It's been three months since I last posted on this blog, and I apologize to my few devoted readers for this unforgivably long silence. Let me say as an attempt to an excuse that I depend on inspiration to write – and, for several reasons I won't bother you with, inspiration just wasn't there. Now it seems to be back, at least for the time being, and I seize the occasion to raise this blog from the dead.
Michel Houellebecq's essay on Howard Philips Lovecraft is an old favorite of mine, somewhat surprisingly at first glance if one considers that I am not a fan of either the author or his subject. I never read any of Houellebecq's novels and the few Lovecraft stories I sampled left me cold. Why then do I re-read this slim volume on a regular basis? Well, first, because it's eminently readable, informative and insightful – but this is not the whole story. What interests me most is Lovecraft's literary doctrine, this definitive refusal of realism rooted in a no less definitive refusal of reality. Lovecraft, Houellebecq says, found both the modern world and life in general to be boring and repellent, and antithetic to artistic creation. Hence the radically abstract character of his work: Lovecraft had no interest in painting a faithful portrait of the society he lived in, nor in creating psychologically sound characters; instead he created a mythology, an architecture, even a geography (Arkham, Innsmouth, the Miskatonic Valley) out of scratch and peopled his universe with puppets whose sole purpose was to meet some unspeakable horror, write about it and either die or getting mad. As Houellebecq notes, such an approach is quite radical even within the weird genre and none of Lovecraft's many imitators and followers adhered completely to it.
To the mystery fan, Lovecraft's anti-realistic stance reminds strongly of another author with a taste for the baroque and no time for the trivialities of daily life: John Dickson Carr. Both had more in common than one would imagine – extremely intelligent and well-read people with a markedly reactionary mindset and almost pathologically good manners. Like Lovecraft, Carr hated realism in fiction, and made it a central tenet of his own literary doctrine, which he defended with vehemence against all enemies (or, to be more accurate, against the enemy, his evil twin Raymond Chandler) The early Bencolin novels have a distinctly weird flavour and the supernatural (or appearance of such) always played a major role in Carr's work, culminating with The Burning Court. Both HPL and JDC thought of themselves as « displaced persons » born in the wrong time and the wrong place; they also seemed ill-adjusted to adulthood (which Lovecraft compared to « hell ») How comes then than their works are so markedly different?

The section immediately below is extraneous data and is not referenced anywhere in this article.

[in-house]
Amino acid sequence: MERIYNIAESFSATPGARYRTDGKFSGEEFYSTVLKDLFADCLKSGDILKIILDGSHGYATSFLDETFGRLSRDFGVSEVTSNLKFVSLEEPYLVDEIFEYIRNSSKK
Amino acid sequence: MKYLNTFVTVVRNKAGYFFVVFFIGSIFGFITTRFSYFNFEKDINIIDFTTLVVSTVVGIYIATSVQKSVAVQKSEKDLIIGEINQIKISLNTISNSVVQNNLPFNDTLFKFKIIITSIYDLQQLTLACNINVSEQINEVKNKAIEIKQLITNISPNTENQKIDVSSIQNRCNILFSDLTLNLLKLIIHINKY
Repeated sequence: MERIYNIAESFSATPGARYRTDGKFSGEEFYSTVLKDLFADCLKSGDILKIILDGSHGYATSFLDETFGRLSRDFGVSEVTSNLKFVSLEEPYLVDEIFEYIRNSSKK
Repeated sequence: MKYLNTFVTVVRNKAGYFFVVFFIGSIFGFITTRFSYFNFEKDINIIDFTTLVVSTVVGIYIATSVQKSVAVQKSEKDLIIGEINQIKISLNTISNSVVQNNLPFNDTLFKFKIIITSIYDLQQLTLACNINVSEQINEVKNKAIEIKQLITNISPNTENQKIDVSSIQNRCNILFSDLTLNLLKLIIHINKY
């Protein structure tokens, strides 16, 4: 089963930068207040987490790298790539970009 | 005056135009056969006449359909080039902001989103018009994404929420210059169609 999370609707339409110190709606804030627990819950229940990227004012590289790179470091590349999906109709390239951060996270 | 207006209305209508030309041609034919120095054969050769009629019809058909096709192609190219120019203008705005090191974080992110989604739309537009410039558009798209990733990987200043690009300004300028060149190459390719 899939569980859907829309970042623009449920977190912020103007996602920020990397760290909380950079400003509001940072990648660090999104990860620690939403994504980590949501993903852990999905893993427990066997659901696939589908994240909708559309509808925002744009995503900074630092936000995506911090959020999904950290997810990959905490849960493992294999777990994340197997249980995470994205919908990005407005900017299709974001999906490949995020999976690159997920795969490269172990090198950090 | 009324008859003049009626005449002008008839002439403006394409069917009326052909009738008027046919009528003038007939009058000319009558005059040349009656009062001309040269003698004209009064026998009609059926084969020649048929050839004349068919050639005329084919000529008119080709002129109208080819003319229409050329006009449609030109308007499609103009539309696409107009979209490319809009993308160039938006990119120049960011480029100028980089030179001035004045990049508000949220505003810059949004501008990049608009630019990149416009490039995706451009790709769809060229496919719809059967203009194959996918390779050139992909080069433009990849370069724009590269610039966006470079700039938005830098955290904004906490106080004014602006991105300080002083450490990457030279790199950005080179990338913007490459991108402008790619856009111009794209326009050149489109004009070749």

Carr's irrealism is not as radical as Lovecraft's; it is first and foremost a rejection of verisimilitude: Carr can't be bothered with concepts like probability or plausibility. Still his stories as outlandish as they are take place or are supposed to take place in the world he and his readers inhabit. His Paris may be ghastlier, his Germany more baroque, his London more foggy than the real things and his countryside may be somewhat idealized, but they are (admittedly distorted) projections of real places. Attention is paid to the mores of the times, especially in the heavy-on-documentation historical novels he wrote in the second part of his career. Also, while his characterization skills were and still are heavily debated, Carr grants his protagonists real if sometimes sketchy backgrounds and feelings. The only bigger-than-life characters in Carr's work are his detectives, and even they remain concrete and at least possible.
These differences stem probably in part from the psychological and ideological differences between the two men. Carr, for all his yearning for a bygone era, never fell for Adolf, Benito or Francisco; neither did he embrace racist theories. He was definetely not a puritan and sex is a driving force in his universe – a Carr book without a female character is unimaginable whereas Houellebecq counted only two appearances of women in Lovecraft's whole output. Also, Carr was less cerebral, less solispstic than Lovecraft; fiction to him was about fun, at least in his younger days – the greatest game in the world – and while his worldview may not have been necessarily sunnier than his Providence colleague's, he always took pains not to pollute his work with it.
Further reading on Lovecraft:
Extract from Houellebecq's book on the Guardian website.
« Master of Disgust » by Laura Miller